SPRINGFIELD — Minutes after state Sen. Toi Hutchinson helped to pass a controversial revenue bill that was met with major Republican resistance, she was inundated with harsh words on her Facebook page.
“No more takes [sic] you dirt bags stop screwing the taxpayers!!!!!!!!” one Facebook user wrote.
“How dare you raise my taxes in this corrupt state. You are ruining people’s lives with your tax and spend ways. I literally hate you,” another person wrote.
Illinois lawmakers — many of whom face uncertain re-election possibilities next year — are being inundated by comments, insults and suggestions as the clock ticks toward the end of the legislative session amid a historic and politically driven budget impasse that’s left the state in the lurch.
State universities and social service agencies haven’t received funds since Jan. 1 when a partial budget expired.
Lawmakers say constituents are amping up the pressure to stop the bleeding.
“People are so angry. And if they’re not impacted by any of the hard stuff, they zero in on the things that they hate the most. It’s in the midst of the environment that we’re in. It’s the . . . trash comments and the people who try to hijack my Facebook page,” Hutchinson, D-Olympia Fields, said. “Go to my state Facebook page. Just take a look. It is cruel, absolutely cruel.”
Hutchinson said she receives “constant” calls about MAP college grants. She represents Governors State University, Kankakee Community College and Prairie State College.
“Not only did the lack of MAP grants wreak havoc over these institutions, but I can’t tell you how many calls I get from people who say ‘I can’t finish this semester,'” Hutchinson said.
In Democratic State Sen. Heather Stean’s 7th district, which encompasses North Side and Northwest Side Chicago neighborhoods, a non-profit plans in June to close some of its facilities that help take care of people with disabilities and mental-health issues if there’s no budget. Another organization which helps to provide shelter for domestic-violence victims called to tell her they’re planning layoffs because they haven’t been able to pay employees all year.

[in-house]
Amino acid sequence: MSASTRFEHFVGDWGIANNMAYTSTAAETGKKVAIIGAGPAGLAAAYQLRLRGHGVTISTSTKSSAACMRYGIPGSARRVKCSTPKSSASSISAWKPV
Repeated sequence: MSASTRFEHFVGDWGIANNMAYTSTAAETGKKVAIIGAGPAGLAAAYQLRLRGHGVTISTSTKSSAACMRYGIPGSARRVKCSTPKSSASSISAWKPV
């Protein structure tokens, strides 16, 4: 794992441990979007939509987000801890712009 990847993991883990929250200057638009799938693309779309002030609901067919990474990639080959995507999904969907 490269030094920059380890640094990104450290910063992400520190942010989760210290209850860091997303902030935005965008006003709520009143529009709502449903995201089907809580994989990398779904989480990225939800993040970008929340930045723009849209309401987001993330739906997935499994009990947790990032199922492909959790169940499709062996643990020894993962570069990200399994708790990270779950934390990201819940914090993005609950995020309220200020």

Despite this, Steans says her constituents aren’t paying attention to the barbs being thrown in the political war between Republican Gov. Bruce Rauner and Illinois House Speaker Michael Madigan, D-Chicago. They just care about the results of it.
“I think people are really frustrated and fed up and to some extent don’t even know what to do with the fact that we don’t have a budget. I don’t think they want to hear about the pointing and blaming. They want us to all step up and do our job,” Steans said.
State Sen. Chris Nybo, R-Westmont, says his constituents are largely calling, emailing and stopping by to complain about their property taxes.
“Nobody is happy. The constituents I represent, they don’t care about scoring political points and so they don’t think it’s good when you make a good argument or when we really stick it to the speaker or the Democrats,” Nybo said. “They just want to see things get done. They’re practical people. . . . I don’t think they’re going to put up with it anymore.”
At baseball, games, hockey games, and when he’s dropping his kids off to school, State Rep. Michael McAuliffe, R- Chicago, said he’s hearing it all.
“They’re telling me how desperate they are, in my suburban areas as well as the city. They’re at wits’ ends. They don’t know what else to do,” McAuliffe said.
Constituents are asking for cuts, not new taxes, McAuliffe says. And many on fixed incomes are worrying if they’ll lose their homes: “Someone who lives in the city of Chicago, last year they saw their water rates go up. They saw a garbage tax. Everywhere you look there’s a new tax. And they’re squeezed all the way to the end.”
State Rep. David McSweeney, R-Barrington Hills, says he’s getting an earful, too.
“People don’t understand why we’re not funding social-service agencies and higher education,” McSweeney said, adding he’s receiving calls about the Pioneer Center for Human Services in McHenry County. “There is no good explanation.”
He’s also hearing complaints from school superintendents worried about whether their schools will be properly funded. And they ask some political questions too.
“People ask me, ‘Why hasn’t the governor been meeting with the leaders?'” McSweeney said. “I don’t have a good answer.”
House Deputy Majority Leader Lou Lang, D-Skokie, says he’s getting calls from parents of high school students asking whether they should send their kids to an Illinois school or out-of-state.
“It’s hard to give them an answer when we treat higher education the way that we do,” Lang said.